F Cole Sillinger, who played last season with the Medicine Hat Tigers and now is on loan to the USHL’s Sioux Falls Stampede, also is on the Canadian roster.

With those players having to self-isolate beginning on April 12, they aren’t long for the WHL teams that will have to continue without them in this developmental season. Bedard, for example, will play his final game with Regina on April 9, meaning he will miss the Pats’ last nine games.

While in self-isolation, players and staff will be subjected to three COVID-19 tests before the team heads for Texas on April 17. The team then will go into a four-day quarantine before starting a pre-tournament camp on April 21.

Canada will play Finland in an exhibition game on April 26, before opening the 10-team tournament against Sweden on April 26. Canada will be in Group A with Belarus, Latvia, Sweden and Switzerland. Group B comprises Czech Republic, Finland, Germany, Russia and the U.S.

Dave Barr is Canada’s head coach, with Gordie Dwyer and Mike Stothers, a former Moose Jaw Warriors head coach, as the assistants. Barr has extensive coaching experience, most recently as an assistant coach with the San Jose Sharks (2017-19). Dwyer was head coach of the QMJHL’s Shawinigan Cataractes last season. Stothers spent five seasons (2015-20) as head coach of the AHL’s Ontario Reign.

The Hockey Canada news release is right here.


The WHL and its teams are playing games without any fans in the arenas and without any playoffs on the horizon, so obviously don’t have an issue with having players leave for the IIHF U18 tournament in Texas. The OHL hasn’t been able to get started, so it wasn’t an issue there either, and it has 13 players on the roster. There are two from the USHL, including Sillinger, and one from the AJHL.

No, there aren’t any players on the Canadian roster from the QMJHL. It is trying to finish a regular season that is nearing its completion and has a plan to hold playoffs, so apparently didn’t want to give up any of its players for an international competition just now.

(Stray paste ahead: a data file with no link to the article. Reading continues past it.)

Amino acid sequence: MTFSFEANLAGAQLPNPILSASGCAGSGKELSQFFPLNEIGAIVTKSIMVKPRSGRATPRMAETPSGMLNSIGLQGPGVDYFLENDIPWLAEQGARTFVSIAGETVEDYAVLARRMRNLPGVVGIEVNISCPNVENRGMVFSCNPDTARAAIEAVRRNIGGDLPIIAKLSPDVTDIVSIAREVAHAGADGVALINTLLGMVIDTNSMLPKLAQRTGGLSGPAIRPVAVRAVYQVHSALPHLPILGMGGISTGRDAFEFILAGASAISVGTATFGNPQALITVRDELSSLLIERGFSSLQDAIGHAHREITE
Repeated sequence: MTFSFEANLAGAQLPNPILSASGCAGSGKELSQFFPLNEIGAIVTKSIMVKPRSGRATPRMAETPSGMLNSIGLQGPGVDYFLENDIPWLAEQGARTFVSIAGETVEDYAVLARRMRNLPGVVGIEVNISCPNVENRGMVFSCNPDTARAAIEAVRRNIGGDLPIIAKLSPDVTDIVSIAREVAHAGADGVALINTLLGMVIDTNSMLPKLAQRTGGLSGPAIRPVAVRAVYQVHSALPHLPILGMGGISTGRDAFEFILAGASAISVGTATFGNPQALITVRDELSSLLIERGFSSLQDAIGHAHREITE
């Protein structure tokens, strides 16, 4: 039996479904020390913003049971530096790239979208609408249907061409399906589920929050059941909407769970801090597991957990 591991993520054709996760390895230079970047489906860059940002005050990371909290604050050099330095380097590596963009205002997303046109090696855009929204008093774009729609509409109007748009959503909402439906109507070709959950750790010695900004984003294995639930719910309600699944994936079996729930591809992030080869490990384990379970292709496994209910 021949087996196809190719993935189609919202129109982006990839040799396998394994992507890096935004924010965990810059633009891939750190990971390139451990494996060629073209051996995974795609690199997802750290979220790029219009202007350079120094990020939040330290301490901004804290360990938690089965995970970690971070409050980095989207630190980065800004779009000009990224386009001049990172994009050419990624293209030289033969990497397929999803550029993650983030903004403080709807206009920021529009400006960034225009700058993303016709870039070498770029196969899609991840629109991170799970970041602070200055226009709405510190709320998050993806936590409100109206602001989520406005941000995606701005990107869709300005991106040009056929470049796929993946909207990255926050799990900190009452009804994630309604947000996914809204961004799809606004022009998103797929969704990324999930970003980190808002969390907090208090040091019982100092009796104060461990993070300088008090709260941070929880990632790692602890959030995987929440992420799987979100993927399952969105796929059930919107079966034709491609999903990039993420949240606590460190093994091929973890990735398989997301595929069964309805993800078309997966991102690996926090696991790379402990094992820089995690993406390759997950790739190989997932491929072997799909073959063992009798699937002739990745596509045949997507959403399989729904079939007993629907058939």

If you stop off here regularly, or even on occasion, and if you like what you see here, or even if you don’t, feel free to click on the DONATE button over there on the right and help out the Taking Note coffee fund. Thank you in advance. . . . If you are one of the followers who gets my work via email, you are able to donate by going to greggdrinnan.com.


The Kamloops Blazers were to have travelled to Kelowna to play the Victoria Royals on Thursday night. However, with the Kelowna Rockets having experienced seven positive tests, four of them to players, the WHL2WHL chose to postpone the game “out of an abundance of caution.”

Instead, the Blazers stayed home and met the Prince George Cougars in a game that originally was scheduled to be played on Sunday.

Despite the positives in Kelowna, Dr. Albert de Villiers, the Interior Health Authority’s chief medical officer, said there aren’t any plans to shut down the WHL’s B.C. Division, which is playing games in Kamloops and Kelowna.

Regan Bartel, the Rockets’ long-time play-by-play voice, tweeted Thursday that de Villiers said: “We were anticipating there might be a few cases because it’s young people and they live in the community and they isolated as best they can.

“We knew this was most likely going to happen and (the WHL) do have things in place to make it safe.”

The Rockets are staying with billets, while the Royals are in a Kelowna hotel. In Kamloops, the Blazers are staying with billets, with the Cougars and Vancouver Giants in a hotel.


Walmart


The Swift Current Broncos scored the game’s last four goals and beat the Moose Jaw Warriors, 8-5, in ScurrentRegina on Thursday. . . . F Brad Ginnell (1) gave the Warriors a 5-4 lead on a PP at 18:40 of the second period. . . . The Broncos tied it on D Owen Pickering’s first WHL goal at 19:40, then took the lead at 3:14 of the third on D Mathew Ward’s second goal of the season. . . . F Aiden Bulych (4) and F Michael Farren (7) added insurance. . . . Farren and Bulych also had two assists each. . . . Broncos D Kaleb Bulych, Aiden’s older brother, scored his first goal — Aiden drew the lone assist — and was plus-5. . . . The Broncos (3-7-1) had lost their previous two games. . . . The Warriors (4-6-1) have lost six in a row (0-5-1). . . .

The Brandon Wheat Kings scored four times in the first period, two of them by F Lynden McCallum (9), en Brandonroute to a 7-2 victory over the Pats in Regina. . . . The Wheat Kings (8-2-1) have won five in a row. . . . The Pats (4-5-2) had won their previous two games. . . . Brandon D Braden Schneider (3) gave his guys a 2-0 lead with a shorthanded goal in the first period. Brandon, in 11 games, and the Portland Winterhawks, in six games, lead the WHL with four SH goals apiece. . . . Regina F Connor Bedard ran his point streak to 11 games — his WHL career is 11 games old — with an assist on F Carson Denomie’s 10th goal. . . .